A car as another “smart” and “connected” device would revolutionize the way we get around, and relieving us of both the burden and responsibility associated with driving. With self-piloted cars, our travel time could otherwise be spent fruitfully pursuing online activities, work, mobile commerce, social media, or simply relaxing.
Google Car, LLC’s autonomous car has a LIDAR vision system on its rooftop and radar on its hood. Real-time sensor data is fed into advanced navigational algorithms that control steering, braking and acceleration to drive the car’s 20-30 kW electric motor without human input. “You can use a phone to tell the car where to go,” according to NPR. The interior seems spacious with no steering wheel or brakes, just seats, a computer screen to show what the car sees, and buttons for the windows, to pull over, or in an emergency, “STOP”.
Driver licenses phased out?
Making a car into a “gadget”/tech product removes the mystique of car ownership. The mastery of driving is replaced by freedom from the onus of performing a demanding chore that has instead been assumed by the gadget. Driver licenses will (likely) be phased out as driving will be limited to aficionados. As Just Energy Ohio points out, today’s young urban dwellers already account for much less fossil fuel usage per capita than they did 25 years ago, because they are already owning fewer cars. Such lifestyle changes will likely accelerate further in coming years.
Attention once required for the act of driving will be unneeded in autonomous cars who become the sole “designated” drivers. All passengers will have new infotainment options, once separate for cars, smartphones and mobiles, now unified as a layer of interactivity with the connected car. Work, social media, and mobile commerce will be commonplace in cars, and even online grocery shopping may become possible with food delivered to the home later by delivery drones.
Our cars and homes communicating
Cars will be able to communicate with other vehicles, objects, infrastructure, and homes. People commuting from work will travel more safely as surrounding cars not directly visible communicate actions of braking and lane changing to one another. Home security systems will automatically be alerted by the car while the home environment such as temperature, lighting, music is readied for the returning occupant.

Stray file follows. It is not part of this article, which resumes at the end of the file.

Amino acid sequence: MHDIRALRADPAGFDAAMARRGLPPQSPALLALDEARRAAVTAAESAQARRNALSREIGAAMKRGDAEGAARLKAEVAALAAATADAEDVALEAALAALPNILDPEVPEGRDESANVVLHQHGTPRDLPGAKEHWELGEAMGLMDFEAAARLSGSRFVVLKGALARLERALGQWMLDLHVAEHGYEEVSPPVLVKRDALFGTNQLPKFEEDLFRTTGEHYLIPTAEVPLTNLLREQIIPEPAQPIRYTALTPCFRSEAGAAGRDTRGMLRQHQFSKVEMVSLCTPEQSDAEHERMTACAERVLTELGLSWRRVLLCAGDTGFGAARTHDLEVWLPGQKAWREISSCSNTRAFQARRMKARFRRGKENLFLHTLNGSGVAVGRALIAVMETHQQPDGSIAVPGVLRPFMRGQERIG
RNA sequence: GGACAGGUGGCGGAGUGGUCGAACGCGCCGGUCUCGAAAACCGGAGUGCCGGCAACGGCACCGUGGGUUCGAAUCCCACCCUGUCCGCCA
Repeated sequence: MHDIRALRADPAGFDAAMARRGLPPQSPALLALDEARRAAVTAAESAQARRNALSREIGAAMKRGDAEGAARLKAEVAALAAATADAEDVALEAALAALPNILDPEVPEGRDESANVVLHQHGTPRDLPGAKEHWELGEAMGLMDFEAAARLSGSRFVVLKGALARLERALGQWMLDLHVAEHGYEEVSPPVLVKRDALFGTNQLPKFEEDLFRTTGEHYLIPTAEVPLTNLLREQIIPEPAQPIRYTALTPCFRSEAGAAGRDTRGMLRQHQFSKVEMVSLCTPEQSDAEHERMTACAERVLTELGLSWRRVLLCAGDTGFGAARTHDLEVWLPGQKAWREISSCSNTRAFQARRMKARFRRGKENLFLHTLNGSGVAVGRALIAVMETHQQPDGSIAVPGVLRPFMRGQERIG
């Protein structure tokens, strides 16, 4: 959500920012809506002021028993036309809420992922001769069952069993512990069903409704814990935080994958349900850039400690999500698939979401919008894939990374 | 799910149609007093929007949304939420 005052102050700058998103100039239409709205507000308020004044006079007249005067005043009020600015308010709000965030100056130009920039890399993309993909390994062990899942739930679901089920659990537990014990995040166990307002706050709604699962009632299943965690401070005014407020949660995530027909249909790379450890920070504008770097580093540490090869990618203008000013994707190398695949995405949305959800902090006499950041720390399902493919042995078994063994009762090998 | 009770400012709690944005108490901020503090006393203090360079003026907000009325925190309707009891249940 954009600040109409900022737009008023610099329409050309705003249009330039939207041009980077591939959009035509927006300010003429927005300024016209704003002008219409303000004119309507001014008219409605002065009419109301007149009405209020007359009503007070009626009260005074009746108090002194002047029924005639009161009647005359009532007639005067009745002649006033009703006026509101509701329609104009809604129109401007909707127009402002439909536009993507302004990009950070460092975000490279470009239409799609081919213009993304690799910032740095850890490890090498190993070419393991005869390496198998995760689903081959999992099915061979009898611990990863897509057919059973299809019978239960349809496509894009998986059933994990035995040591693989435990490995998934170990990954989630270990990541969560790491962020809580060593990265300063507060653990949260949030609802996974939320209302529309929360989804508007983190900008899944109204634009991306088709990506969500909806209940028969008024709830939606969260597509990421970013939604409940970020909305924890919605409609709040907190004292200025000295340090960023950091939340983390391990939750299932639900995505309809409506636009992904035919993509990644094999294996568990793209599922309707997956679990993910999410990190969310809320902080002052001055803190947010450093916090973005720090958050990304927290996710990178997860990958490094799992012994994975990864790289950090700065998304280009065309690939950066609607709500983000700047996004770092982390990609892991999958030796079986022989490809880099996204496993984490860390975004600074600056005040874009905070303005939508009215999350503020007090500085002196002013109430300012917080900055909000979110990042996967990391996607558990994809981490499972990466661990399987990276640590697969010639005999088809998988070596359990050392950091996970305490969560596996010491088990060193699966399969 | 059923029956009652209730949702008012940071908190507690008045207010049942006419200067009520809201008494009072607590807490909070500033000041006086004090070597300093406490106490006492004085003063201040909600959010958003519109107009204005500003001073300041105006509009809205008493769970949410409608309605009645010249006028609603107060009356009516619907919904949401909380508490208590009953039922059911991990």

Driverless cars will eventually be untethered from individual homes or families, but instead be shared among a group, or be part of a pool that becomes available upon need.
Google could launch self driving car within five years
Although a number of automobile manufacturers have incorporated processing and control of sensor data into advanced driver assistive features in current cars on the road, none have shown the integration of these assistive features into the fully driverless functionality that Google demonstrates in its driverless prototype currently being tested on public roads and expects to launch within five years.
If you can not see the embedded video above please use the following link: A First Drive
Director of the Google Self Driving Car project, Chris Urmson, believes that mobile safety is the primary concern in driverless cars. Most tech industry leaders including Peter Sweatman, director of the University of Michigan’s Transportation Research Institute agree that driverless cars will be a revolution in safety. Yet, Wired magazine writes: “As the technologies become more powerful, drivers will have to navigate a new kind of uncanny valley, the potential sense of alienation in being piloted by a ghostly machine. ‘Many people describe this sensation,’ [Stanford Professor Clifford] Nass says. ‘Does the car even know I’m here?'”
When Google helped the state of Nevada in 2011 to draft the first legislation allowing autonomous cars to drive legally on state highways, it was a clear example of technology outpacing the law. It also revealed Google’s limitless ambition, and desire to jump definitively ahead into the newly-created space of the truly self-driving car.